Once the job is found, the focus will shift to making a smooth adjustment and having a successful long-term experience.  There are new job duties to learn, certain rules and responsibilities to understand, and a new work environment to get accustomed to.

What help can the new worker get when (s)he starts a job?

The most important help is from the worker’s supervisors and coworkers. Make sure to ask about how training for the new job will happen, and who will help if there are questions. Workers with disabilities, including ASD, may also get Job Coaching assistance from a community rehabilitation provider when they start a job. Natural Supports, Accommodations, and Assistive Technology are other tools that can be very helpful in the world of work. 

What are Natural Supports, and how are they used?

Natural supports refer to assistance that is typically available to all employees at any given workplace. These can include a company’s Orientation and Training Program, or a company’s Employee Assistance Program or other HR resource.  But, we often think about natural supports in terms of personal support from supervisors, coworkers, and other employees at the worksite. Some employers now match up all new workers with a “mentor” (co-worker) to help them learn the ropes. Natural interactions are important to the success of any job, especially at the beginning. Every job has its own culture and customs, and newcomers will not know them.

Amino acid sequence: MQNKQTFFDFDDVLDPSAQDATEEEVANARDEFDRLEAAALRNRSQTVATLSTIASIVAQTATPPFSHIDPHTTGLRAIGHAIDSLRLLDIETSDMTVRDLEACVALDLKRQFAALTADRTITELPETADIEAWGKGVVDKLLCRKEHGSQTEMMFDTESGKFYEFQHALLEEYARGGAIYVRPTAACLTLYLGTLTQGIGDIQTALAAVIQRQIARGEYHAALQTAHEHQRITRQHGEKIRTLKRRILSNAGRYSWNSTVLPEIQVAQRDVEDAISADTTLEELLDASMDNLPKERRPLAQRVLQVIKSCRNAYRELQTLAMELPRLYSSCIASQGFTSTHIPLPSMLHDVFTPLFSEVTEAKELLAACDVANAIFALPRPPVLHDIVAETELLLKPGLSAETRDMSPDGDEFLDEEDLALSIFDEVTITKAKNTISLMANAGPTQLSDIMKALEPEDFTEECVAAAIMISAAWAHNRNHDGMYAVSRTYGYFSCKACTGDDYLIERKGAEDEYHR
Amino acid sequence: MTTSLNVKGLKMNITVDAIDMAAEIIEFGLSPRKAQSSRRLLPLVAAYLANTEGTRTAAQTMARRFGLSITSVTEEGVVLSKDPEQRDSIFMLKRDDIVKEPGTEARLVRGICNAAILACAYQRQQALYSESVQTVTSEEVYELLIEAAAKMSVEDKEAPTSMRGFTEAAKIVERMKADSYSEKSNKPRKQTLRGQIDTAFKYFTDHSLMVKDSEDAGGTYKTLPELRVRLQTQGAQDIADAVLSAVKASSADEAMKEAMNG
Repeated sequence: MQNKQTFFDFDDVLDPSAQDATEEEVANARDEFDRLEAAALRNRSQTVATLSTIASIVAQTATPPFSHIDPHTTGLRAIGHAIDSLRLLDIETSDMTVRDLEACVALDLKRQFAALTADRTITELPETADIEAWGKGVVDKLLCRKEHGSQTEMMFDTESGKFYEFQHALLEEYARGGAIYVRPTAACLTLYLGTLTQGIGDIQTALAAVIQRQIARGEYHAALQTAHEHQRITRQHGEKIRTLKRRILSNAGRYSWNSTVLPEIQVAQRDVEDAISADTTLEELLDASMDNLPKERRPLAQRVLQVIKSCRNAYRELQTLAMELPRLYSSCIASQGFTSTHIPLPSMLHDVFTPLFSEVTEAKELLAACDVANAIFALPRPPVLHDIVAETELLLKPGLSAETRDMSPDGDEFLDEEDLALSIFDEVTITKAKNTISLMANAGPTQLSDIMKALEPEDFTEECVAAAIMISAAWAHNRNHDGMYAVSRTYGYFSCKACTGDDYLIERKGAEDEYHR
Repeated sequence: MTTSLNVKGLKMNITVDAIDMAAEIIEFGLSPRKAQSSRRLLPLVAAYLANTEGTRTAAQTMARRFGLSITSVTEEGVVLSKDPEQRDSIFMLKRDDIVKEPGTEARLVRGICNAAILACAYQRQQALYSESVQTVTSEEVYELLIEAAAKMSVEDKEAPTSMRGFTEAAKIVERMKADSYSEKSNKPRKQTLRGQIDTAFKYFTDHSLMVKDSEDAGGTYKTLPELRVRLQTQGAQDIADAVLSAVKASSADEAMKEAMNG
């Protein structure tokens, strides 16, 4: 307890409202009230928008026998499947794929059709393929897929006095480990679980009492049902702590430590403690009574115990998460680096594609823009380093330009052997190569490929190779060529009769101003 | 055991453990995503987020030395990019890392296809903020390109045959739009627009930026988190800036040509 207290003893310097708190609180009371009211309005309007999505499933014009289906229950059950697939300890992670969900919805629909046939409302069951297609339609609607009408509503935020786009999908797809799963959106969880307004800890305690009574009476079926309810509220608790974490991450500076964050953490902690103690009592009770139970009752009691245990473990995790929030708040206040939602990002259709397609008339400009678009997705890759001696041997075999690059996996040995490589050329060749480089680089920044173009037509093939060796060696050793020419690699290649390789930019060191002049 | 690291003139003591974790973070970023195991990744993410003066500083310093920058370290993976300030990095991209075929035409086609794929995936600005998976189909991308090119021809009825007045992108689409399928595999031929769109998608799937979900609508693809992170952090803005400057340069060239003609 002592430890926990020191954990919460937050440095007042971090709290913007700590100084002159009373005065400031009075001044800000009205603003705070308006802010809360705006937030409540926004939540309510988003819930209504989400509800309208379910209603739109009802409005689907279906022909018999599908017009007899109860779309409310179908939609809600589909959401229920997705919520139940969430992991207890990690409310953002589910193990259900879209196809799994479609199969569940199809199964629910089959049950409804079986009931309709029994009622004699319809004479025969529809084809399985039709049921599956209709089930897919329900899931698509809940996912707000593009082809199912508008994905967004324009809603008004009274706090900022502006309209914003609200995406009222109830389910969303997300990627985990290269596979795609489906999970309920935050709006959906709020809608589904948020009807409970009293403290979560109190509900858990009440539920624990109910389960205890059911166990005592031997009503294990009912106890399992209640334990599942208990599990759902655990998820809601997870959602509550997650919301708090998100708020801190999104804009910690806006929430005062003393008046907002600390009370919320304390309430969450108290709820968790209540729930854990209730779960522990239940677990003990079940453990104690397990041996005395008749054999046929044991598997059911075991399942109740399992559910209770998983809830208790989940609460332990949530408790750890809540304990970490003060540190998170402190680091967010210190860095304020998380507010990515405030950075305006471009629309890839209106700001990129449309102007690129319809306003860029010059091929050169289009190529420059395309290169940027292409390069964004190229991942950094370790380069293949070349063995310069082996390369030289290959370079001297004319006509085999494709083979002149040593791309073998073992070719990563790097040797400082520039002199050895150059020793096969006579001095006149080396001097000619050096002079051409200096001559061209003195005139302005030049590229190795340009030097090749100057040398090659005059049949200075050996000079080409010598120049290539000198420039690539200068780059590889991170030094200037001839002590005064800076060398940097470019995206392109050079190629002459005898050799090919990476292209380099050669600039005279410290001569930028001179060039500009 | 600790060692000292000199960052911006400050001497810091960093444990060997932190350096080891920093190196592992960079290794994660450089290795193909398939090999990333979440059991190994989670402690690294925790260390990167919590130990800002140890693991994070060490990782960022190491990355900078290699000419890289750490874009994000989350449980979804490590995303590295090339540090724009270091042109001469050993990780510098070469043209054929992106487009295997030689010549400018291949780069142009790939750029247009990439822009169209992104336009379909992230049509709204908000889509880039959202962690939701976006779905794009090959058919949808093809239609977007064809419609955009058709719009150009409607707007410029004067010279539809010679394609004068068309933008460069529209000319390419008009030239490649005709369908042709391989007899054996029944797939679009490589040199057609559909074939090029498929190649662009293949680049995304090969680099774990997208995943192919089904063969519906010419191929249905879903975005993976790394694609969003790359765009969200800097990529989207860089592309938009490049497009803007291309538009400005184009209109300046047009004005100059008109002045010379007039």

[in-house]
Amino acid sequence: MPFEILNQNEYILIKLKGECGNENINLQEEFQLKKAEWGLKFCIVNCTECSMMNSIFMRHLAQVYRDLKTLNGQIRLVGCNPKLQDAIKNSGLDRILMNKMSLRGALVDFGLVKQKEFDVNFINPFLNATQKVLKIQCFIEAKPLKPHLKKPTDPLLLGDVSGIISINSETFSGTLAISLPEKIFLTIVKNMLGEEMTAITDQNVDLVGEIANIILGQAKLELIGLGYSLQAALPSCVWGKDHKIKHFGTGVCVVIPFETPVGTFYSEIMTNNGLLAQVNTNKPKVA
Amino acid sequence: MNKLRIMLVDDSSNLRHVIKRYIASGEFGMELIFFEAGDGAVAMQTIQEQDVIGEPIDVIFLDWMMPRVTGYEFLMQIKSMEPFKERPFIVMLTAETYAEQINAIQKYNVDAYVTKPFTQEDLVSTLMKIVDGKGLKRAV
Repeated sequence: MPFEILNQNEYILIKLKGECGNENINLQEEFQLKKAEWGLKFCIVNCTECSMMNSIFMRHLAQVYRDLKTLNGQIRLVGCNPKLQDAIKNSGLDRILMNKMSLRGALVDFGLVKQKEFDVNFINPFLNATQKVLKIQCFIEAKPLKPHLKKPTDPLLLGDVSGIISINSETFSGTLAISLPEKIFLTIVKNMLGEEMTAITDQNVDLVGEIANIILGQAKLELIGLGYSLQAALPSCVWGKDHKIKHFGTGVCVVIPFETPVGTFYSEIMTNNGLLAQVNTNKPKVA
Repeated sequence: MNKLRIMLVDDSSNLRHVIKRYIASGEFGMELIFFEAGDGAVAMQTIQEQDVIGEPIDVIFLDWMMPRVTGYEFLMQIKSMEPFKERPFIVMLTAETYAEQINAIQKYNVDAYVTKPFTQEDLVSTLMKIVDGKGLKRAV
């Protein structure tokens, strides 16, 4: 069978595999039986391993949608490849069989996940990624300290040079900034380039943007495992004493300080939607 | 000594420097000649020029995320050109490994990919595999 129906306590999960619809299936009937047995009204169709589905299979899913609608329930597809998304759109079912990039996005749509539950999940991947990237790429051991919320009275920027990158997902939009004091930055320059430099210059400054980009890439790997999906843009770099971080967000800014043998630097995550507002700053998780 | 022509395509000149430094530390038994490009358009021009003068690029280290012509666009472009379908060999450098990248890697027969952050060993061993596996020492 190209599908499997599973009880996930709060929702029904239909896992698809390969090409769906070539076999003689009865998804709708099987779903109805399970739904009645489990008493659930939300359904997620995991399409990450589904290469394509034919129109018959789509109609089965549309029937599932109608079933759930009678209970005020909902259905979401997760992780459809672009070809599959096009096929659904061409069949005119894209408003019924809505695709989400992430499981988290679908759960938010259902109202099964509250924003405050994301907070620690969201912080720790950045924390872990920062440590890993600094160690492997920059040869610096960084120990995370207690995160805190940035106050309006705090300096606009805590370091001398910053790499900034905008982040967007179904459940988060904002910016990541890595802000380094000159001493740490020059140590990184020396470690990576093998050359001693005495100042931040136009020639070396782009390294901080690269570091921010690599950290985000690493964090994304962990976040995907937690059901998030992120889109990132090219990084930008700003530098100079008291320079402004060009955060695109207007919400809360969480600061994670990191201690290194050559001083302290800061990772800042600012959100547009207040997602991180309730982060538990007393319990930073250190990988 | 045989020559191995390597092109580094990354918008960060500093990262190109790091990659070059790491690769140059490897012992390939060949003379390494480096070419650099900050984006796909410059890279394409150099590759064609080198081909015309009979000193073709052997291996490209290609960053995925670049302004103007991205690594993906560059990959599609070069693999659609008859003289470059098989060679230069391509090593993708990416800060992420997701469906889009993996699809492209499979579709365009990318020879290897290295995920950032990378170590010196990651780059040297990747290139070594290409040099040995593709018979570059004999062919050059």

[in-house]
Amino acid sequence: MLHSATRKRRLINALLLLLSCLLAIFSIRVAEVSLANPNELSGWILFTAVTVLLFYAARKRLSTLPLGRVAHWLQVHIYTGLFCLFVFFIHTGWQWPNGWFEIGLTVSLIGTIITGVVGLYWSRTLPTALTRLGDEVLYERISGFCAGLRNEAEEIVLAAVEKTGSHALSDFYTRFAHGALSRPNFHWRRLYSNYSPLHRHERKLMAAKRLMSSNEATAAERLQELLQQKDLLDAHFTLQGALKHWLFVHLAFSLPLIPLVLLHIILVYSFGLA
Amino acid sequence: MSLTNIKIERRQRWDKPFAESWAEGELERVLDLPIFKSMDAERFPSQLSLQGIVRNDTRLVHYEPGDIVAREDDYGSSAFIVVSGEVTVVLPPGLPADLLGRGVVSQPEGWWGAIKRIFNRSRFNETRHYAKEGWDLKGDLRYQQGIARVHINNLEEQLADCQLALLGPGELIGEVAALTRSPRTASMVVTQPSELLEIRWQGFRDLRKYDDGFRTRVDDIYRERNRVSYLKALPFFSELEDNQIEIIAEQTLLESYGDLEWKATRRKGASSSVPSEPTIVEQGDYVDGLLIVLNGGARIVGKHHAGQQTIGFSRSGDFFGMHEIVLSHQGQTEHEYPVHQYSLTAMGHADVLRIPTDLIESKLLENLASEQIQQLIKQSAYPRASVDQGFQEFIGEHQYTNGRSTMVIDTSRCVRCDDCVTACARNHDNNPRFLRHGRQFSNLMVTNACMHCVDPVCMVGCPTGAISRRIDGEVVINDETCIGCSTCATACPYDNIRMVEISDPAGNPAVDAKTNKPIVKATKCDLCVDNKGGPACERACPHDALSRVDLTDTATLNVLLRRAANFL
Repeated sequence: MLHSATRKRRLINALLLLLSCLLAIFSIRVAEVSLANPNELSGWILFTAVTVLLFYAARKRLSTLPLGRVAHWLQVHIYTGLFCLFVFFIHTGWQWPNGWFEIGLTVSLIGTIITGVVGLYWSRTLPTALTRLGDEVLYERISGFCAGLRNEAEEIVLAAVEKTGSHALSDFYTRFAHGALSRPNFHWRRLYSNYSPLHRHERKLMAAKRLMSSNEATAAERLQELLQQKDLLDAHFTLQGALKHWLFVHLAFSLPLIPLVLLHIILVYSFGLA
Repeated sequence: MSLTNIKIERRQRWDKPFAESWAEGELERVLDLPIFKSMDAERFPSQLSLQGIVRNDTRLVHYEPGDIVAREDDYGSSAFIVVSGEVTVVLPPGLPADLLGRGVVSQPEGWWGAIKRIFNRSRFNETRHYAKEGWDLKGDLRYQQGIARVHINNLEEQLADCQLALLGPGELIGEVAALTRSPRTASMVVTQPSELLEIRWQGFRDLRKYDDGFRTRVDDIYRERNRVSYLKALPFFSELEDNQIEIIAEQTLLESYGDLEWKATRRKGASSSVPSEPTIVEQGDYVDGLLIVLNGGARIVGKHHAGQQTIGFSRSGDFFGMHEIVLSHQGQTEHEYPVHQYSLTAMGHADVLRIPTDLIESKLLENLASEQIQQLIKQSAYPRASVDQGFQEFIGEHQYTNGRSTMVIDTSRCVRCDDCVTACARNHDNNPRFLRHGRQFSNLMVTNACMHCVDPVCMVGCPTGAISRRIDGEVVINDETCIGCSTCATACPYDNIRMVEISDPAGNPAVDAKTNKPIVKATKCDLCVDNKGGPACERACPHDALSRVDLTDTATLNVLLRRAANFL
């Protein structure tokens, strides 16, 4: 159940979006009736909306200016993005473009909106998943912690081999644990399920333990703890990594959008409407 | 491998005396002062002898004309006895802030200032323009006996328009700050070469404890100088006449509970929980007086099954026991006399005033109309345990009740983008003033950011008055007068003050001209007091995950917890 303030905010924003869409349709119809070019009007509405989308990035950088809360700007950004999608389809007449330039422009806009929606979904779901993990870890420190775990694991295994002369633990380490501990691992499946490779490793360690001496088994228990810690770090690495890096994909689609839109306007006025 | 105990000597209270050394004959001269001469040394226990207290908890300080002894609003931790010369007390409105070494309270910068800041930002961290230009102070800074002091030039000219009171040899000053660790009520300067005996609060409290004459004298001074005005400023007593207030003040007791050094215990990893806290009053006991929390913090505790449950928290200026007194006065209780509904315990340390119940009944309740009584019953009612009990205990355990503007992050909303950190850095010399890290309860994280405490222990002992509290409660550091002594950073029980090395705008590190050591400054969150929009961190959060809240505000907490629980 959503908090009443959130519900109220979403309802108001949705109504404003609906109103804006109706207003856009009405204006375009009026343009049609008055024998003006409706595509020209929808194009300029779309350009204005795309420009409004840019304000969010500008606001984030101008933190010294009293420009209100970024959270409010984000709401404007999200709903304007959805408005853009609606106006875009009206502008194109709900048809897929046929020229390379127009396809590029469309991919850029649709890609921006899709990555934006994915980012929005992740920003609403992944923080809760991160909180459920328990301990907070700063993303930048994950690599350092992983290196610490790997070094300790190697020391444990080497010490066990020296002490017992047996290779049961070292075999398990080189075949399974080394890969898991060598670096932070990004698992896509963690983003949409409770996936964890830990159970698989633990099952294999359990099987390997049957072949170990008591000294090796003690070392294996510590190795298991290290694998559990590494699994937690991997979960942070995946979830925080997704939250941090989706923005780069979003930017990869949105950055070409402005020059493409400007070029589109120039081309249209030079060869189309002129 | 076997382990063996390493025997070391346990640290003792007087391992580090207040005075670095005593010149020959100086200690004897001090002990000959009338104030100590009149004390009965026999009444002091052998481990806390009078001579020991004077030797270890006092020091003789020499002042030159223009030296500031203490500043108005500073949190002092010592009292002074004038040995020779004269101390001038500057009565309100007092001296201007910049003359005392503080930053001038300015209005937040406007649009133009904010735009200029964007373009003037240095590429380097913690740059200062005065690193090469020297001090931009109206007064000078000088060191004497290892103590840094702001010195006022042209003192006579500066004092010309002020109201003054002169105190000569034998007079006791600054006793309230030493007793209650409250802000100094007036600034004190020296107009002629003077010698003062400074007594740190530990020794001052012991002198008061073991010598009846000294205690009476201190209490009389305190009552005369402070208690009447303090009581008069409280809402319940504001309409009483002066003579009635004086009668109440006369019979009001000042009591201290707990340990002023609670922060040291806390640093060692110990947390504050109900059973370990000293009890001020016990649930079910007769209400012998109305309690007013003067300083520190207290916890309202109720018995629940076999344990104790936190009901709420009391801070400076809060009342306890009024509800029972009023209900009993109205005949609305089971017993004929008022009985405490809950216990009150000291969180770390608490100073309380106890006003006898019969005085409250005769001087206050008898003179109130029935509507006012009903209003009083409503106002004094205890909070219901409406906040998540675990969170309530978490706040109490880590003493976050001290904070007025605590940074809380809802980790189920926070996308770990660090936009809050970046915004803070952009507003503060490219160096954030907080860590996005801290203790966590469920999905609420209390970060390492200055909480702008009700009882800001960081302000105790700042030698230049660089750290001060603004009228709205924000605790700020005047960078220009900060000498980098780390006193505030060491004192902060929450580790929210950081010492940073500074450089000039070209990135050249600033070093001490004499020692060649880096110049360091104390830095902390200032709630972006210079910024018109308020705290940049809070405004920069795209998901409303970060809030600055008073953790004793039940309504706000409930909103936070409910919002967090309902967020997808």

• When are coffee breaks?
  • Is there a holiday party?
  • Are visitors allowed at work?

Identifying and using natural supports will help with learning the job and feeling comfortable at a new place of employment. Workplace inclusion and “fitting in” at the job is as important to career success and satisfaction as performing job duties well. Making the most of natural supports can help meet employer’s expectations at the start, and throughout the employment experience.

  • If finding the job involved previous networking from within the company, a natural support is already there!  The worker can determine potential natural supports as he or she meets and connects with new people. Be polite and clear in letting these supports know how they can be helpful.
  • VR counselors (link), and employment provider staff (link) can participate in discussions to help the worker consider how new relationships and the work environment can help with employment success.

This book discusses how workplace culture directly determines the success of workers with disabilities and the employment professionals who support them. For more information and to purchase: Coffee Breaks and Birthday Cakes: Evaluating Workplace Cultures to Develop Natural Supports for Employees with Disabilities.